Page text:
An hour ago, I finished reading my friend’s first novel. The time I took to finish was, admittedly, way too long. But, I was determined to read only when I could give my full attention. Falling into the creative work of a friend is something incredibly delicate and special.
The characters, storytelling, and page-turning quality were present the entire time; I would have found the statement to be true even if I did not know the author. I finished completely pleased with the way everything turned out. However, I really wanted to know what was to come. I imagine my reaction is a goal of any novelist. I immediately contacted my friend and shared my thoughts and feelings.
I started thinking about how proud I am when a person I know creates something beautiful. These days (and really every day), supporting the people around us who are creating and expressing themselves is beyond necessary. Whether or not thousands of people ever get to read my brother’s essay, see my neighbor’s drawing, or hear my Grandma’s song she learned to play on the keyboard last week is far less important than the support we give each other—at the end of the day.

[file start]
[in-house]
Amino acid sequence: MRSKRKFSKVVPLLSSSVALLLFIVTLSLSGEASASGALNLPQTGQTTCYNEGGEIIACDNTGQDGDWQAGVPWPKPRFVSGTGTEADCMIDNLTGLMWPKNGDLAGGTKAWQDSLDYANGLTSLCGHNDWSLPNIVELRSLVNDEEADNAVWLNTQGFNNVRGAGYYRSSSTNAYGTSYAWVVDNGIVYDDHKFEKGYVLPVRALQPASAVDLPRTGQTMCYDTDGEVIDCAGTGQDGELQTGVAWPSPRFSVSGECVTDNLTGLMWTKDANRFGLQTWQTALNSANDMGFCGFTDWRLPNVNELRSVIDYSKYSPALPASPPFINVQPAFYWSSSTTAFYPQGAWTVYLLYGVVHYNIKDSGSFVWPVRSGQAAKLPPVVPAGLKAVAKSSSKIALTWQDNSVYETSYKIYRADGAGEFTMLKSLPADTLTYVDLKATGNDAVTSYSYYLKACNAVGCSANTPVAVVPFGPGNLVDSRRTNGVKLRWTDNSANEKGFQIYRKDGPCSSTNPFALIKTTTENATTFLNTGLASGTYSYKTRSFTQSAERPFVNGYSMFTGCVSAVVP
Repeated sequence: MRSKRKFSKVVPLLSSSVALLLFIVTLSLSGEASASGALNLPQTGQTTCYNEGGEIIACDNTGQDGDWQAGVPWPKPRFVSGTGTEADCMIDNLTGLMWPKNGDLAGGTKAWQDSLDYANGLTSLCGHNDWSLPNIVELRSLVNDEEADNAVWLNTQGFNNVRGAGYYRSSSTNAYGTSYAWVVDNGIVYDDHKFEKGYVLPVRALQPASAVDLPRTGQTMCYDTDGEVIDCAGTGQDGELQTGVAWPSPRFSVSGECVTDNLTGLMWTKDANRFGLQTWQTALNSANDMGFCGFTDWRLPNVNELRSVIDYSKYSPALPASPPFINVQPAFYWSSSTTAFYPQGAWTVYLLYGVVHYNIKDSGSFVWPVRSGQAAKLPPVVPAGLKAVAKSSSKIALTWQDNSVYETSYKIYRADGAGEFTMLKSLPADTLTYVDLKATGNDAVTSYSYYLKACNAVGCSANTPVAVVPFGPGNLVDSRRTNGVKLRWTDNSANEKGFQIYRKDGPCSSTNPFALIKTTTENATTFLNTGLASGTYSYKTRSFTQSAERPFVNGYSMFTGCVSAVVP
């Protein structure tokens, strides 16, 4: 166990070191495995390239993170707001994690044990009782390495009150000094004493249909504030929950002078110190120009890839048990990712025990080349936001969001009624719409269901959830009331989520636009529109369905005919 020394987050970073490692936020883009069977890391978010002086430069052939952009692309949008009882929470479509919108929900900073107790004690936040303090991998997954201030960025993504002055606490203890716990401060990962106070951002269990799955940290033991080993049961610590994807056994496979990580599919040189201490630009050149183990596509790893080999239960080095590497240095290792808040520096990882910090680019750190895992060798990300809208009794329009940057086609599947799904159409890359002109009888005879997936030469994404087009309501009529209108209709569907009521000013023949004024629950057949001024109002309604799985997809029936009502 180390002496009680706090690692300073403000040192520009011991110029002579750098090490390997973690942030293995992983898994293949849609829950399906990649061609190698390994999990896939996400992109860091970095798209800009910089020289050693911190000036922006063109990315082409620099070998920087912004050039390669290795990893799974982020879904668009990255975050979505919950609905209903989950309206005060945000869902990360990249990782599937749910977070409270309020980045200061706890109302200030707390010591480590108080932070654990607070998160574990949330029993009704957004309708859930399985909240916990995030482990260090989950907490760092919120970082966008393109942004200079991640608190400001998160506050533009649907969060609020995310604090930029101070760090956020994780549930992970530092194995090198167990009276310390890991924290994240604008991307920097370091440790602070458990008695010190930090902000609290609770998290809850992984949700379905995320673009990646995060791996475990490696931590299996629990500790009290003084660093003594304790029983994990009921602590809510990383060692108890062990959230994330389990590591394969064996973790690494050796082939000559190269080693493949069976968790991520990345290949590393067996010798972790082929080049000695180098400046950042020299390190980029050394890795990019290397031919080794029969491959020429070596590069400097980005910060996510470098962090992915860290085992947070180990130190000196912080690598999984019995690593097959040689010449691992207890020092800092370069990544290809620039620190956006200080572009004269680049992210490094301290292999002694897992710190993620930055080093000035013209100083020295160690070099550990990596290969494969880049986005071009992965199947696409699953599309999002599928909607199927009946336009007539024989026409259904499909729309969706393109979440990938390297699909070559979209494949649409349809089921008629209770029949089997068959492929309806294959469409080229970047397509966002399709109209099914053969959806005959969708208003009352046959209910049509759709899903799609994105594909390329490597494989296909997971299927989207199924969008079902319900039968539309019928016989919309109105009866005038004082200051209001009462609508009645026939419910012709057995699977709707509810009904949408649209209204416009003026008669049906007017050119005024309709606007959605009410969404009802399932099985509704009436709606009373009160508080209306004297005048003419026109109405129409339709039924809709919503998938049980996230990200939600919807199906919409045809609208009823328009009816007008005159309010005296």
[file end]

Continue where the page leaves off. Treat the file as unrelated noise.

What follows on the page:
Perhaps I am being sentimental. But, I will always appreciate the time and energy an artist I know has put into a project. Love is probably the best word.
Recently, my Grandma gave me an envelope full of postcards from the early 1900’s. Most of them are from her side of the family. The photo above is a spread of them. The penmanship, images, and every crease or rip are just so exciting to me. I love moments from the past and a postcard is a beautiful piece of mail from a person saying, “Hey, I’m somewhere on this planet — thinking of YOU.” Kind of a lost art. But, I have to say, these are a stunning argument to bring it back.
Below is my absolute favorite of the bunch. I had so many feelings when I held this particular one. The man walking away is such a powerful image and I stared at it for quite some time. I believe these postcards carry messages worth keeping.
To continue my sharing of our adventures in Europe earlier this month, I am sharing some of my photos from Berlin, Germany. Carrie and Leo, two of my amazing friends, and their baby live there. Carrie is a South Georgia native who moved there a few years after college. I have always been in awe of her decision.